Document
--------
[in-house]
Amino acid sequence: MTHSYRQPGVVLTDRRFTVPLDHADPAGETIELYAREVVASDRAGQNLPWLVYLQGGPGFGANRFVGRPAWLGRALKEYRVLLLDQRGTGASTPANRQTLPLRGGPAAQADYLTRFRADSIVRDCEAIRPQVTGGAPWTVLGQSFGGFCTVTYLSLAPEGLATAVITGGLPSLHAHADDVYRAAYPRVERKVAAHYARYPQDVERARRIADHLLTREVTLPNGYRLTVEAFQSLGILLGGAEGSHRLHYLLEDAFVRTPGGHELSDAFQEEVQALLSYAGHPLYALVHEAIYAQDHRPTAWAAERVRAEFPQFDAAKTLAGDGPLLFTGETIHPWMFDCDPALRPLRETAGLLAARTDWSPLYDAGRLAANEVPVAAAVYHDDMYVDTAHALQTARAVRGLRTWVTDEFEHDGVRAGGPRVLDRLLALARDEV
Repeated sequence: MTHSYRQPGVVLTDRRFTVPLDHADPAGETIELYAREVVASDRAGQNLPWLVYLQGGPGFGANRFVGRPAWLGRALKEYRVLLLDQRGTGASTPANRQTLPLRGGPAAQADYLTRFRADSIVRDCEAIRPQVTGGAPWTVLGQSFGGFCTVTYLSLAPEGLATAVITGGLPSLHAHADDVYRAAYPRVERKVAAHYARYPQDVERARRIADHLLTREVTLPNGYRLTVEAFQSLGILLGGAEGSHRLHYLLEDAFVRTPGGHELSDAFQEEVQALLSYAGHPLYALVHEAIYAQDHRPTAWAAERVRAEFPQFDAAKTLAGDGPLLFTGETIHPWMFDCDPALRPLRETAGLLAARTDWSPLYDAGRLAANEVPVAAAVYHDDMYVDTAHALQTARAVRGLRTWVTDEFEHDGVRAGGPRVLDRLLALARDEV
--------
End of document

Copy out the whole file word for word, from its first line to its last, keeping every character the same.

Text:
[in-house]
Amino acid sequence: MTHSYRQPGVVLTDRRFTVPLDHADPAGETIELYAREVVASDRAGQNLPWLVYLQGGPGFGANRFVGRPAWLGRALKEYRVLLLDQRGTGASTPANRQTLPLRGGPAAQADYLTRFRADSIVRDCEAIRPQVTGGAPWTVLGQSFGGFCTVTYLSLAPEGLATAVITGGLPSLHAHADDVYRAAYPRVERKVAAHYARYPQDVERARRIADHLLTREVTLPNGYRLTVEAFQSLGILLGGAEGSHRLHYLLEDAFVRTPGGHELSDAFQEEVQALLSYAGHPLYALVHEAIYAQDHRPTAWAAERVRAEFPQFDAAKTLAGDGPLLFTGETIHPWMFDCDPALRPLRETAGLLAARTDWSPLYDAGRLAANEVPVAAAVYHDDMYVDTAHALQTARAVRGLRTWVTDEFEHDGVRAGGPRVLDRLLALARDEV
Repeated sequence: MTHSYRQPGVVLTDRRFTVPLDHADPAGETIELYAREVVASDRAGQNLPWLVYLQGGPGFGANRFVGRPAWLGRALKEYRVLLLDQRGTGASTPANRQTLPLRGGPAAQADYLTRFRADSIVRDCEAIRPQVTGGAPWTVLGQSFGGFCTVTYLSLAPEGLATAVITGGLPSLHAHADDVYRAAYPRVERKVAAHYARYPQDVERARRIADHLLTREVTLPNGYRLTVEAFQSLGILLGGAEGSHRLHYLLEDAFVRTPGGHELSDAFQEEVQALLSYAGHPLYALVHEAIYAQDHRPTAWAAERVRAEFPQFDAAKTLAGDGPLLFTGETIHPWMFDCDPALRPLRETAGLLAARTDWSPLYDAGRLAANEVPVAAAVYHDDMYVDTAHALQTARAVRGLRTWVTDEFEHDGVRAGGPRVLDRLLALARDEV